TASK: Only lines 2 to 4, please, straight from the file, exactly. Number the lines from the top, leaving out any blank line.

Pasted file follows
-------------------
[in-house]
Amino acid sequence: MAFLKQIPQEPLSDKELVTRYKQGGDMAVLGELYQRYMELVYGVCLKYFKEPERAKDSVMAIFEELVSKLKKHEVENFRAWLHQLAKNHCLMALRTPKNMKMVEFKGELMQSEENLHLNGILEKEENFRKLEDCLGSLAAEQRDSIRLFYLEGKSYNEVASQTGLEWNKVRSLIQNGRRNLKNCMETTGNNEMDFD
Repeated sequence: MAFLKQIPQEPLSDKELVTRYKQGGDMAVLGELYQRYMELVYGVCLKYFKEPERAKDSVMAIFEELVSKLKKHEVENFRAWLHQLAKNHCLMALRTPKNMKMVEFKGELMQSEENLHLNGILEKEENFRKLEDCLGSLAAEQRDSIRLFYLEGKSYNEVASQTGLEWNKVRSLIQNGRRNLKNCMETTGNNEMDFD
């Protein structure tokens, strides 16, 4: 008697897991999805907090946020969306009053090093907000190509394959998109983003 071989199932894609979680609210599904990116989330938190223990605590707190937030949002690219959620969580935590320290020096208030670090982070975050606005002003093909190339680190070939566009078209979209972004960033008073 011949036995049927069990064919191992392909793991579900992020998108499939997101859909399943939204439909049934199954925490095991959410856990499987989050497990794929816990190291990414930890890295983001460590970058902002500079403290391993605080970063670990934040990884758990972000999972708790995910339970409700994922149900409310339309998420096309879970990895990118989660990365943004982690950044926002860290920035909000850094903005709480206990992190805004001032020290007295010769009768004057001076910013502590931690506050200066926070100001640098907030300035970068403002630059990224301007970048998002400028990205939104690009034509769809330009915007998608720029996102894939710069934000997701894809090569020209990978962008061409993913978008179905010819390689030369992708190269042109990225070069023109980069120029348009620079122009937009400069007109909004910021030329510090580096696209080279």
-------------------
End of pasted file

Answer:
Amino acid sequence: MAFLKQIPQEPLSDKELVTRYKQGGDMAVLGELYQRYMELVYGVCLKYFKEPERAKDSVMAIFEELVSKLKKHEVENFRAWLHQLAKNHCLMALRTPKNMKMVEFKGELMQSEENLHLNGILEKEENFRKLEDCLGSLAAEQRDSIRLFYLEGKSYNEVASQTGLEWNKVRSLIQNGRRNLKNCMETTGNNEMDFD
Repeated sequence: MAFLKQIPQEPLSDKELVTRYKQGGDMAVLGELYQRYMELVYGVCLKYFKEPERAKDSVMAIFEELVSKLKKHEVENFRAWLHQLAKNHCLMALRTPKNMKMVEFKGELMQSEENLHLNGILEKEENFRKLEDCLGSLAAEQRDSIRLFYLEGKSYNEVASQTGLEWNKVRSLIQNGRRNLKNCMETTGNNEMDFD
């Protein structure tokens, strides 16, 4: 008697897991999805907090946020969306009053090093907000190509394959998109983003 071989199932894609979680609210599904990116989330938190223990605590707190937030949002690219959620969580935590320290020096208030670090982070975050606005002003093909190339680190070939566009078209979209972004960033008073 011949036995049927069990064919191992392909793991579900992020998108499939997101859909399943939204439909049934199954925490095991959410856990499987989050497990794929816990190291990414930890890295983001460590970058902002500079403290391993605080970063670990934040990884758990972000999972708790995910339970409700994922149900409310339309998420096309879970990895990118989660990365943004982690950044926002860290920035909000850094903005709480206990992190805004001032020290007295010769009768004057001076910013502590931690506050200066926070100001640098907030300035970068403002630059990224301007970048998002400028990205939104690009034509769809330009915007998608720029996102894939710069934000997701894809090569020209990978962008061409993913978008179905010819390689030369992708190269042109990225070069023109980069120029348009620079122009937009400069007109909004910021030329510090580096696209080279």